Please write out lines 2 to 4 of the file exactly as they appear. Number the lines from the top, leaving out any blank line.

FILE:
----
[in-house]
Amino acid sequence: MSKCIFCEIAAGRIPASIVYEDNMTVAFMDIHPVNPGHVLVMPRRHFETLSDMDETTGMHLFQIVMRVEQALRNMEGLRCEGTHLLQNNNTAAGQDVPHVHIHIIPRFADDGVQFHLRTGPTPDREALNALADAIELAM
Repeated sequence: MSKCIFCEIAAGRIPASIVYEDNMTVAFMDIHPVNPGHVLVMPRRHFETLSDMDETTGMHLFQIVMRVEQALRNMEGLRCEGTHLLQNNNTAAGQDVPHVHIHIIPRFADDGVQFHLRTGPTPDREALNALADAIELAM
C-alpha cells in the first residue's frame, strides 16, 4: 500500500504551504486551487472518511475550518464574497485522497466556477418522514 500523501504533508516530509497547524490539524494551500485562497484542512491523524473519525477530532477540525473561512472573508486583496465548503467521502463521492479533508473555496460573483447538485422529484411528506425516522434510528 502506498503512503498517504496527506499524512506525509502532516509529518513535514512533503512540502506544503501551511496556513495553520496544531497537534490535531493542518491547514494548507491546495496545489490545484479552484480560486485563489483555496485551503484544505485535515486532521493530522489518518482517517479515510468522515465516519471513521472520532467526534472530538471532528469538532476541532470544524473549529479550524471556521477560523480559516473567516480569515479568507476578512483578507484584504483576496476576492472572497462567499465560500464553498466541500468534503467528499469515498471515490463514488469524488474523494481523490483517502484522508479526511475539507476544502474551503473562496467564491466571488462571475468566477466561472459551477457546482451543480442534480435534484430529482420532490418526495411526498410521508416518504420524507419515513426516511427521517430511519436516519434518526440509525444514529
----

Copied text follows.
Amino acid sequence: MSKCIFCEIAAGRIPASIVYEDNMTVAFMDIHPVNPGHVLVMPRRHFETLSDMDETTGMHLFQIVMRVEQALRNMEGLRCEGTHLLQNNNTAAGQDVPHVHIHIIPRFADDGVQFHLRTGPTPDREALNALADAIELAM
Repeated sequence: MSKCIFCEIAAGRIPASIVYEDNMTVAFMDIHPVNPGHVLVMPRRHFETLSDMDETTGMHLFQIVMRVEQALRNMEGLRCEGTHLLQNNNTAAGQDVPHVHIHIIPRFADDGVQFHLRTGPTPDREALNALADAIELAM
C-alpha cells in the first residue's frame, strides 16, 4: 500500500504551504486551487472518511475550518464574497485522497466556477418522514 500523501504533508516530509497547524490539524494551500485562497484542512491523524473519525477530532477540525473561512472573508486583496465548503467521502463521492479533508473555496460573483447538485422529484411528506425516522434510528 502506498503512503498517504496527506499524512506525509502532516509529518513535514512533503512540502506544503501551511496556513495553520496544531497537534490535531493542518491547514494548507491546495496545489490545484479552484480560486485563489483555496485551503484544505485535515486532521493530522489518518482517517479515510468522515465516519471513521472520532467526534472530538471532528469538532476541532470544524473549529479550524471556521477560523480559516473567516480569515479568507476578512483578507484584504483576496476576492472572497462567499465560500464553498466541500468534503467528499469515498471515490463514488469524488474523494481523490483517502484522508479526511475539507476544502474551503473562496467564491466571488462571475468566477466561472459551477457546482451543480442534480435534484430529482420532490418526495411526498410521508416518504420524507419515513426516511427521517430511519436516519434518526440509525444514529